NASA opens up Artemis moon missions to all astronauts

Artist's impression of two spacesuited astronauts working on the moon.
astronauts in spacesuits holding moon rocks (Image credit: NASA)

The Artemis Team is no more.

NASA will consider every agency astronaut for Artemis moon missions when it makes seat assignments, the agency announced Friday (Aug. 8). This initiative rolls back a 2020 announcement that selected 18 astronauts for these missions, which NASA then called "the Artemis Team."

"The way I look at it, any one of our 42 active astronauts is eligible for an Artemis mission," NASA astronaut Reid Wiseman, who is head of the astronaut office at NASA's Johnson Space Center in Houston, told reporters during a livestreamed briefing Friday. "We want to assemble the right team for this mission."

Related: NASA's Artemis 1 moon mission: Live updates
More: NASA's Artemis 1 moon mission explained in photos 

The agency released the news as the Artemis 1 mission prepares to return to the pad Aug. 18 for a launch to the moon no earlier than Aug. 29. That mission will test the Space Launch System (SLS) megarocket and Orion spacecraft to get ready for future crewed missions to the lunar surface, if all goes to plan.

Wiseman pledged the Artemis 2 assignments will be announced shortly, saying astronauts will be "beating down the door" to get a spot for all future moon missions. "We hope that will be later this year," he said of Artemis 2 assignments; that mission is scheduled to launch no earlier than 2024.

The 18 members of NASA's Artemis Team, from top left to bottom right: Joe Acaba, Kayla Barron, Raja Chari, Matthew Dominick, Victor Glover, Woody Hoburg, Jonny Kim, Christina Koch, Kjell Lindgren, Nicole Mann, Anne McClain, Jessica Meir, Jasmin Moghbeli, Kate Rubins, Frank Rubio, Scott Tingle, Jessica Watkins and Stephanie Wilson.  (Image credit: NASA via

The roster of eligible astronauts appears to have expanded even further in recent months, as NASA modified lifetime radiation exposure requirements to give equal assessments regardless of age or gender.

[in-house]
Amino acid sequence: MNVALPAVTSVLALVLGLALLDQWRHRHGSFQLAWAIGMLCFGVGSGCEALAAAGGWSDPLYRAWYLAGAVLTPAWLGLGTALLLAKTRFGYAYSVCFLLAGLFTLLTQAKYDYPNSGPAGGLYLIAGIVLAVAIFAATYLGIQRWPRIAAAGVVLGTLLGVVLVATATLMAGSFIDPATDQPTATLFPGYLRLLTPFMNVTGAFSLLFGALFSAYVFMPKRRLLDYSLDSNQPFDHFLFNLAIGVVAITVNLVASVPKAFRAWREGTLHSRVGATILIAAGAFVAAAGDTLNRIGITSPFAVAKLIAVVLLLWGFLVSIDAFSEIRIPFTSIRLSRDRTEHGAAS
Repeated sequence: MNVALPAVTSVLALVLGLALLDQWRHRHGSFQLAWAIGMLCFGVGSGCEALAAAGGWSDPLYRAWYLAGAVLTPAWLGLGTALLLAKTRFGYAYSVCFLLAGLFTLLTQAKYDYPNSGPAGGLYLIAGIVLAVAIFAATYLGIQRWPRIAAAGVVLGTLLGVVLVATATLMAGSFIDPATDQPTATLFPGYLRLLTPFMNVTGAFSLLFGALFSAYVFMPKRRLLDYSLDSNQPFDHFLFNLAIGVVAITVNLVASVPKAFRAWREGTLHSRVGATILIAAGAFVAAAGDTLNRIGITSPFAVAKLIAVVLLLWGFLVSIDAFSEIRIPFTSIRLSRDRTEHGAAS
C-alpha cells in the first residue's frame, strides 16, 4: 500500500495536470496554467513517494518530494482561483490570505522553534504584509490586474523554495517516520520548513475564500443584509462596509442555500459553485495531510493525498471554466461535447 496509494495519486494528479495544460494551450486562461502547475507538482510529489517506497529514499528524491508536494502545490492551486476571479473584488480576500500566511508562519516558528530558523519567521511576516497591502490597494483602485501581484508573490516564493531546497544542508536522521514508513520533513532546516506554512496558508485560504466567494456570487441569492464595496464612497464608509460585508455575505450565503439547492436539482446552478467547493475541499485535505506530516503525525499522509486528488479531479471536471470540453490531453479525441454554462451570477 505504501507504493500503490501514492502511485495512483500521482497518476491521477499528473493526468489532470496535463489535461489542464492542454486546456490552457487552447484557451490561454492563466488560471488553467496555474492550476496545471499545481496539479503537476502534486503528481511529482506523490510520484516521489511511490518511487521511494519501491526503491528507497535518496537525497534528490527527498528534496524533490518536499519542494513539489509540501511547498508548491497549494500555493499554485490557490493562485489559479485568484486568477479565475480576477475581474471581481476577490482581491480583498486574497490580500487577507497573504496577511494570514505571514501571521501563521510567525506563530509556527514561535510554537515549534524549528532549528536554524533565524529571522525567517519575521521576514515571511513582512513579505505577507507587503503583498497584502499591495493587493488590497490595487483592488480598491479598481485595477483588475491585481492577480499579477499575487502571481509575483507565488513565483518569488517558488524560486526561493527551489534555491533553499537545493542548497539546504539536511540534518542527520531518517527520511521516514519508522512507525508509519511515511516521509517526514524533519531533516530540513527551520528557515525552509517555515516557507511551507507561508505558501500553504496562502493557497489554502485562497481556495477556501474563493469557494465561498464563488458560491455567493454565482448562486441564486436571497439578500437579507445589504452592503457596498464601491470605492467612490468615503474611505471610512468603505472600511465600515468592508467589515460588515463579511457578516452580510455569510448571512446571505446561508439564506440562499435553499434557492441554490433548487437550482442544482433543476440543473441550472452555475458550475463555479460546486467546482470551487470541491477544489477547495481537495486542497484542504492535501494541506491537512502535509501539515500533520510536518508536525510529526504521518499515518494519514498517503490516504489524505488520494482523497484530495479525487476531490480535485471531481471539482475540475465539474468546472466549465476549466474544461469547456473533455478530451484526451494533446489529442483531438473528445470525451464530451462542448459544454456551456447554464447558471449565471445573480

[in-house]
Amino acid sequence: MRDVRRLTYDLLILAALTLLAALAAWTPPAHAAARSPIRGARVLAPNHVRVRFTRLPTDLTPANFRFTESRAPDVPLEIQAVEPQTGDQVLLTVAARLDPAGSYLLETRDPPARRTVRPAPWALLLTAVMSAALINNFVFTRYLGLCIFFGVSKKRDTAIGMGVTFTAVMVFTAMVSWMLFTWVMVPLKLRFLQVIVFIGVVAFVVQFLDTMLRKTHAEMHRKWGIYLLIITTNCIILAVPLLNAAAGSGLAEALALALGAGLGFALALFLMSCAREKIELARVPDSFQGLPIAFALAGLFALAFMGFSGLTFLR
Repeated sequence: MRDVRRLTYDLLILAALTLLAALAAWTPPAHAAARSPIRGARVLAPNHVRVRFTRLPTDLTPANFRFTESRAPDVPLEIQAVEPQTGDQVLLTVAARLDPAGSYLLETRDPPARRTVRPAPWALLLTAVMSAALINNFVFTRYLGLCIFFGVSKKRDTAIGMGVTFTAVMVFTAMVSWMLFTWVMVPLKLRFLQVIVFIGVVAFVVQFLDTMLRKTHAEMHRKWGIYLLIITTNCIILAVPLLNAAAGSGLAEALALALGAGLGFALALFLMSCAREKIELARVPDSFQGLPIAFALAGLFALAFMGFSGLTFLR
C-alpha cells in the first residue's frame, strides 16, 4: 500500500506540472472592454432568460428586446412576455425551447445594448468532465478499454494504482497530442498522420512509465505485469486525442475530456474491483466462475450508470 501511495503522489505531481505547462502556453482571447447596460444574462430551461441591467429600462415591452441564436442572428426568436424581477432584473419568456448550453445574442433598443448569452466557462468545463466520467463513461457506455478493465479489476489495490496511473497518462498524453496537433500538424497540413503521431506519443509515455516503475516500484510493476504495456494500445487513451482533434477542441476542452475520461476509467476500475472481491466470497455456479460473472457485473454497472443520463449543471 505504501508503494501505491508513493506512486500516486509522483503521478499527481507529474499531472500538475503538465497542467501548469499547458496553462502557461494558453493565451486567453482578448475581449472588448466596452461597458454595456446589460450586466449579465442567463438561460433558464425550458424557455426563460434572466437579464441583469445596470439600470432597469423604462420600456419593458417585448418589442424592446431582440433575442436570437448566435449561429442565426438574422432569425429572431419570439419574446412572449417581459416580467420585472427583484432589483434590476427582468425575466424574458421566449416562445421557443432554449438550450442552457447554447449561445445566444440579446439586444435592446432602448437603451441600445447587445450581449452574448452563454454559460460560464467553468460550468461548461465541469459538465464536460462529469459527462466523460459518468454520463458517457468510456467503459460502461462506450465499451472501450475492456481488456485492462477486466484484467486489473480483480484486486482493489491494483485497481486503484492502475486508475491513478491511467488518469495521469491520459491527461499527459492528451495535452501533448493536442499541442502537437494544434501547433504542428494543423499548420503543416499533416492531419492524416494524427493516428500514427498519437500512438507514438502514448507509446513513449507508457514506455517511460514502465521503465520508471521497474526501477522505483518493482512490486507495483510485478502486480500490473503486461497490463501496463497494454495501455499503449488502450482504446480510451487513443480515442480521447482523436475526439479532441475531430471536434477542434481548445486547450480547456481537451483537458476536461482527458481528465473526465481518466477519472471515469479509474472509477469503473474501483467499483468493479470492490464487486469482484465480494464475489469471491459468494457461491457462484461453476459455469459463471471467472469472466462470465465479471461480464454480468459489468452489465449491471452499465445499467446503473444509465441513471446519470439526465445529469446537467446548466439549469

In the past, women astronauts said they faced discrimination under the old requirements, which allowed men to accrue more radiation — and in turn more time in space. NASA solicited feedback from the U.S. National Academies of Sciences, Engineering and Medicine recently for newer standards, which the academies endorsed in a 2021 report.

Wiseman, calling the earlier radiation standards "draconian," said everything is now "equalized," adding, "It does not matter whether you're a man, whether you're a woman. It is the exact same."

Related: How NASA's Artemis moon landing with astronauts works

All genders will be eligible for Artemis along with all ages, with the current astronaut corps ranging between their 20s and their 60s. "As long as you are healthy, we’re going to load you on a rocket and shoot you off the planet," Wiseman said.

Artemis 2 will include a Canadian on board as an exchange for the country's commitment to build a robotic arm called Canadarm3 to service the Gateway space station. (Canada has also not yet named its astronaut, but will likely do so around the same time as NASA; the nation's space agency has four active astronauts.)

So far, no other international astronaut slot is confirmed for that first moon mission, which will see a crew in lunar orbit ahead of the Artemis 3 crewed landing. European and Japanese astronauts may be contenders for either Artemis 2 and Artemis 3, given their nations' large contributions to the program.

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Elizabeth Howell
Staff Writer, Spaceflight

Elizabeth Howell (she/her), Ph.D., is a staff writer in the spaceflight channel since 2022 covering diversity, education and gaming as well. She was contributing writer for for 10 years before joining full-time. Elizabeth's reporting includes multiple exclusives with the White House and Office of the Vice-President of the United States, an exclusive conversation with aspiring space tourist (and NSYNC bassist) Lance Bass, speaking several times with the International Space Station, witnessing five human spaceflight launches on two continents, flying parabolic, working inside a spacesuit, and participating in a simulated Mars mission. Her latest book, "Why Am I Taller?", is co-written with astronaut Dave Williams. Elizabeth holds a Ph.D. and M.Sc. in Space Studies from the University of North Dakota, a Bachelor of Journalism from Canada's Carleton University and a Bachelor of History from Canada's Athabasca University. Elizabeth is also a post-secondary instructor in communications and science at several institutions since 2015; her experience includes developing and teaching an astronomy course at Canada's Algonquin College (with Indigenous content as well) to more than 1,000 students since 2020. Elizabeth first got interested in space after watching the movie Apollo 13 in 1996, and still wants to be an astronaut someday. Mastodon: